Worthy of mention is this year’s publication of the PASCAL feasibility study41 – the clips of Abbott have a rival from Edwards. In this first-in-man trial, the investigators successfully implanted the PASCAL TMVr system (Edwards Lifesciences, Irvine, CA, USA) in their entire cohort of 23 patients with mitral regurgitation (MR), with a subsequent improvement in MR to grade 2+ or less in 96% of patients. Data from the Society of Thoracic Surgeons/American College of Cardiology Transcatheter Valve Therapy Registry report regarding transcatheter mitral valve repair in the United States of America were also published. After evaluating 2,952 patients, they reported a success rate of 91.8% with 30-day and one-year mortality rates of 5.2% and 25.8%, respectively. Mortality and re-hospitalisation were associated with age, low ejection fraction prior to the procedure, lung disease, dialysis, worse post-procedure MR and tricuspid regurgitation42. Adding to the perspective of novel – and probably more sophisticated – devices, this report is encouraging for structural interventional cardiology.

As for valve replacement, the publication for the Tendyne (Figure 7) device (Tendyne/Abbott Vascular, Roseville, MN, USA) for symptomatic MR was released, showing feasibility of the procedure, and 30-day improvements in MR severity grade and a decrease in left ventricle diastolic volume index43. The data for the one-year follow-up of the Tendyne Global Feasibility Trial have been presented at TCT 2017 (but not published yet), showing great improvement in NYHA class and significant improvement in the quality of life evaluated by the Kansas City Cardiomyopathy Questionnaire (KCCQ). Duncan et al recently reported a single-centre experience with five patients followed for two years with the Tendyne device44 (Figure 8). One patient who was non-compliant with anticoagulation died nine months after the procedure. The remaining four are alive with improvements in their NYHA class and increase in exercise capacity. More recently came the release of the global pilot study on the Intrepid™ system (Medtronic). This is a nitinol, self-expanding valve, with bovine pericardial leaflets, implanted using the transapical approach, tested in 14 sites in the USA, Australia and Europe. From the fifty patients enrolled, 48 had successful valve implantation, and the 30-day mortality was 14%. The NYHA Class was I or II in 79% at follow-up (p<0.0001 vs. baseline). Longer follow-up after this pilot study is awaited45.

Figure 7. Tendyne device. Trileaflet porcine pericardial valve sewn within two self-expanding nitinol stents and an apical tethering/anchoring component (button-like pad and string tether). Reproduced from Duncan et al44.

Figure 8. Transcatheter mitral valve replacement procedure. A) The balloon-tipped catheter tracked along the guidewire and advanced into the left atrium (LA). B) The balloon is removed, and a 34 Fr sheath advanced over the wire into the LA. C) The Tendyne delivery system extruded through the sheath in the mid portion of the LA and allowed expansion to 80%. D) Device rotated until correct anatomic position of the D-shaped outer stent is visualised. E) Device retracted into the mitral annulus using gentle traction and fully deployed. F) Colour Doppler assessment to confirm absence of transvalvular or paravalvular mitral regurgitation. Reproduced from Duncan et al44.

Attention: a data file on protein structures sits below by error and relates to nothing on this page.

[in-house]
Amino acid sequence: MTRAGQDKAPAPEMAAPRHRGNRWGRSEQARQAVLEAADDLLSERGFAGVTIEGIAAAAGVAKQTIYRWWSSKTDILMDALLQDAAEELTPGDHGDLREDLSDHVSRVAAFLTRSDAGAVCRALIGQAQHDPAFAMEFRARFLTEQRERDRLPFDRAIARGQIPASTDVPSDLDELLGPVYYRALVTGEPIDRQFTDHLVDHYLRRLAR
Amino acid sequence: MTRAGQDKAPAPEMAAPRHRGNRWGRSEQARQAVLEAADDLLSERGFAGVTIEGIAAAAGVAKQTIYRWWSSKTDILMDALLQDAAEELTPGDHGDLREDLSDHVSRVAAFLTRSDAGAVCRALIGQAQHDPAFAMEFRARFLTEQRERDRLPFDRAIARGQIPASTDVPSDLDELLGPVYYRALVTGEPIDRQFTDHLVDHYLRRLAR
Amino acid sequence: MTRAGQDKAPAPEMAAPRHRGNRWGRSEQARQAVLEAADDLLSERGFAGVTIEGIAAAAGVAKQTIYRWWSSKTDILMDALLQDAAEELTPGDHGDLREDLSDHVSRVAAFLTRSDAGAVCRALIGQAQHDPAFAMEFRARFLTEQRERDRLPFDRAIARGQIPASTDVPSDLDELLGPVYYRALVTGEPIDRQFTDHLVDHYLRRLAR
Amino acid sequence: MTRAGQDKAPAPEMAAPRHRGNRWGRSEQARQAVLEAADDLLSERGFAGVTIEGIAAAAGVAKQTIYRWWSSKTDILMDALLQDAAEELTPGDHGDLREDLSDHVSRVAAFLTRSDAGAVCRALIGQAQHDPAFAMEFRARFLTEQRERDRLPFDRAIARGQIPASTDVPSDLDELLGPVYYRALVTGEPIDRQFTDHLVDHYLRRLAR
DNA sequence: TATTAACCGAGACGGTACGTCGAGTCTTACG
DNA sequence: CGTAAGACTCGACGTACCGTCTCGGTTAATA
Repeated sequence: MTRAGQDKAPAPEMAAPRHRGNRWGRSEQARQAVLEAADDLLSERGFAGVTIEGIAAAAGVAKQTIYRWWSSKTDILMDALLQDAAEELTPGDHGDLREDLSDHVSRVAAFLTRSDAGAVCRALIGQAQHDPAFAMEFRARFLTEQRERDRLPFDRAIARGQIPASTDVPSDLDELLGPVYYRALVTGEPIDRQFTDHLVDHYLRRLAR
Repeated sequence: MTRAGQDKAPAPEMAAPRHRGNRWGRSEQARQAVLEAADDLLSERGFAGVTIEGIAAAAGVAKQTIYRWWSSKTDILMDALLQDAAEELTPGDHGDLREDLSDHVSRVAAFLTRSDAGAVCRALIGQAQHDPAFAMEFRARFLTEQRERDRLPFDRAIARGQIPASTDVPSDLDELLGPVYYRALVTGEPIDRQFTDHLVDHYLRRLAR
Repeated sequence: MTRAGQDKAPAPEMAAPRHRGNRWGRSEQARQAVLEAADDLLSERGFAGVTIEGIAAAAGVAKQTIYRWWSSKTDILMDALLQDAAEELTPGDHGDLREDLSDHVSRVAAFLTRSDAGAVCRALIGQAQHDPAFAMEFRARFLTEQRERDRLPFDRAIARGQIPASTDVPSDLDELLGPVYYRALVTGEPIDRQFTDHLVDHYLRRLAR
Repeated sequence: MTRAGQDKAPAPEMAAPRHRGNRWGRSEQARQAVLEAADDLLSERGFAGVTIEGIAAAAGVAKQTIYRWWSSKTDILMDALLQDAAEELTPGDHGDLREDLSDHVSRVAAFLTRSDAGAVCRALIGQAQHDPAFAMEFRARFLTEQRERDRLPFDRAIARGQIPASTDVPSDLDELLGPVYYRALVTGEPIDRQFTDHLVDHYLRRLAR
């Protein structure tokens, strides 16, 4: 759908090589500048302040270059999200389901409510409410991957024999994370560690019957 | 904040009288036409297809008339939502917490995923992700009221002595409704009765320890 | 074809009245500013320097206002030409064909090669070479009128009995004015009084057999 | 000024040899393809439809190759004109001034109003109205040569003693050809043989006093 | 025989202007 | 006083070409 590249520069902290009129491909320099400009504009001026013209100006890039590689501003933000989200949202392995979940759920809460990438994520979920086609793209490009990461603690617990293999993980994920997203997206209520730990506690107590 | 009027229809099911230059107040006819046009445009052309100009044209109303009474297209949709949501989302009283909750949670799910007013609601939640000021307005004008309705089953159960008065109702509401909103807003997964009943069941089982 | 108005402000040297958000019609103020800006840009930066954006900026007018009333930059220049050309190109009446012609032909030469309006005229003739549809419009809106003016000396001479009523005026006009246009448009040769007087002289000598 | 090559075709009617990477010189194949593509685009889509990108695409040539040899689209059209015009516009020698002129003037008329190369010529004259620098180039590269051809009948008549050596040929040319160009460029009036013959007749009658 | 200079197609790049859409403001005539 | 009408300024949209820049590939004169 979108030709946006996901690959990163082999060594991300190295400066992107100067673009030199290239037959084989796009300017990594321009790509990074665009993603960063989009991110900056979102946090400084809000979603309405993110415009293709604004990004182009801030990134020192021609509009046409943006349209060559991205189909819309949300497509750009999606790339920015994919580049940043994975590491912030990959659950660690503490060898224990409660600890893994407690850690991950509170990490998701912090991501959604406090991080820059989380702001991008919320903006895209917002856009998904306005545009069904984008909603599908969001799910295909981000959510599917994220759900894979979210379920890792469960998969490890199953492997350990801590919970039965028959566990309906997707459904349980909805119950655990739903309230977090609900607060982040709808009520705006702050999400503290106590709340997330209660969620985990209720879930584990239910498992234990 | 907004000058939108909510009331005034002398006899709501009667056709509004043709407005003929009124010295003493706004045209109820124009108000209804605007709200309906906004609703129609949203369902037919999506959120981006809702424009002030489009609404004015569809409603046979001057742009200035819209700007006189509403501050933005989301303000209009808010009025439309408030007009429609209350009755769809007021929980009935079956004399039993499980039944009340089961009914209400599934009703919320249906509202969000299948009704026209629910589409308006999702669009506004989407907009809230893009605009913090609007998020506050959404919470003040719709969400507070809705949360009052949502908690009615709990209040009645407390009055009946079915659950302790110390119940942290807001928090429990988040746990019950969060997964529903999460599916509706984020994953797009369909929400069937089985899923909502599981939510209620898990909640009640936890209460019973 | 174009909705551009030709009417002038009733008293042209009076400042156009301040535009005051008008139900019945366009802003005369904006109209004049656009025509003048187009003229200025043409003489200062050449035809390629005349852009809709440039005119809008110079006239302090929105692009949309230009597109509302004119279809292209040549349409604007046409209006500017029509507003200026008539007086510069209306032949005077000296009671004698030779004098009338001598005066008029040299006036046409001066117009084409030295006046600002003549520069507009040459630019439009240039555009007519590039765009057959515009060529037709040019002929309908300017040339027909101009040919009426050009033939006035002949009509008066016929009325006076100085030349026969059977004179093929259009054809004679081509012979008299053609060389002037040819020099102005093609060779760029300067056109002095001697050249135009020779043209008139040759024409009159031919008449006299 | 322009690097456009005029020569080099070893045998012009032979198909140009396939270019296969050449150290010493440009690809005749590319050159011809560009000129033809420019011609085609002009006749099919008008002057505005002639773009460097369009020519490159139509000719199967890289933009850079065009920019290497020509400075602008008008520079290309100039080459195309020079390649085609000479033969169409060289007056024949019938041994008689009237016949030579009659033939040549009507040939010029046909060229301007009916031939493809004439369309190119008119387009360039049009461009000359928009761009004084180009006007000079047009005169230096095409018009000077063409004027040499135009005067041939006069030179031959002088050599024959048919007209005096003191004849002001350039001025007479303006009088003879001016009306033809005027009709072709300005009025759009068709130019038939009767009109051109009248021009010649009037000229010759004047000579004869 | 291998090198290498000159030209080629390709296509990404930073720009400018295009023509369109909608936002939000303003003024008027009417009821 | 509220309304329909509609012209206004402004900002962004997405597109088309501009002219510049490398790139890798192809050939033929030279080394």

Transcatheter tricuspid valve procedures, unlike mitral procedures and TAVR which can be curative, are seen as an adjunct to heart failure treatment46. Borrowing principles similar to mitral valve transcatheter repair, developments to treat tricuspid regurgitation are emerging rapidly. The most used system so far is the MitraClip® (Abbott Vascular). In a first-in-man experience published this year, researchers from Europe and Canada reported their experience with the MitraClip in 64 patients with chronic and severe tricuspid regurgitation with the edge-to-edge technique. With an implantation success in 97% and a decrease in the effective regurgitant orifice area (from 0.9±0.3 cm² to 0.4±0.2 cm²; p<0.001), in the vena contracta width (from 1.1±0.5 cm to 0.6±0.3 cm; p=0.001), and in regurgitant volume (from 57.2±12.8 mL/beat to 30.8±6.9 mL/beat; p<0.001), the data are really encouraging47. Besides MitraClip, new devices are being tested and developed such as the FORMA (Edwards Lifesciences), Cardioband (Edwards Lifesciences), Trialign™ (Mitralign, Inc., Tewksbury, MA, USA), TriCinch System™ (4Tech Cardio Ireland Ltd., Galway, Ireland), TRAIPTA concept (transatrial intrapericardial tricuspid annuloplasty), Millipede (Millipede, LLC, Ann Arbor, MI, USA) and Gate™ self-expanding tricuspid atrioventricular valved stent (NaviGate Cardiac Structures Inc., Lake Forest, CA, USA)46 (Figure 9).

Figure 9. Tricuspid device armamentarium: MitraClip (A), FORMA (B), Cardioband (C), Trialign (D), TriCinch (E), TRAIPTA (F), Millipede (G), Gate prostheses and delivery system (H). Reproduced from Taramasso et al46.

Conclusion and perspectives

The 40-year anniversary of Grüntzig’s first percutaneous angioplasty took place in a year with great advances in interventional cardiology. This year also saw the great influence of social media in trial discussion (e.g., ORBITA) and in new technique dissemination (e.g., the snuffbox technique). Greater things are expected for the upcoming year, such as the release of the GLOBAL LEADERS48 study - the largest “all-comers” trial with two years of follow-up after PCI for testing new DAPT strategies - results of the newest devices for mitral and aortic valves, and also for tricuspid valves. The achievements in this field for the next 40 years are unimaginable.

Guest Editor

This paper was guest edited by Alec Vahanian, MD, PhD; Department of Cardiology, Hôpital Bichat, and University Paris VII, Paris, France.

Conflict of interest statement

The authors have no conflicts of interest to declare. The Guest Editor declares receiving consultancy fees from Edwards Lifesciences.


Volume 13 Number 17
Apr 20, 2018
Volume 13 Number 17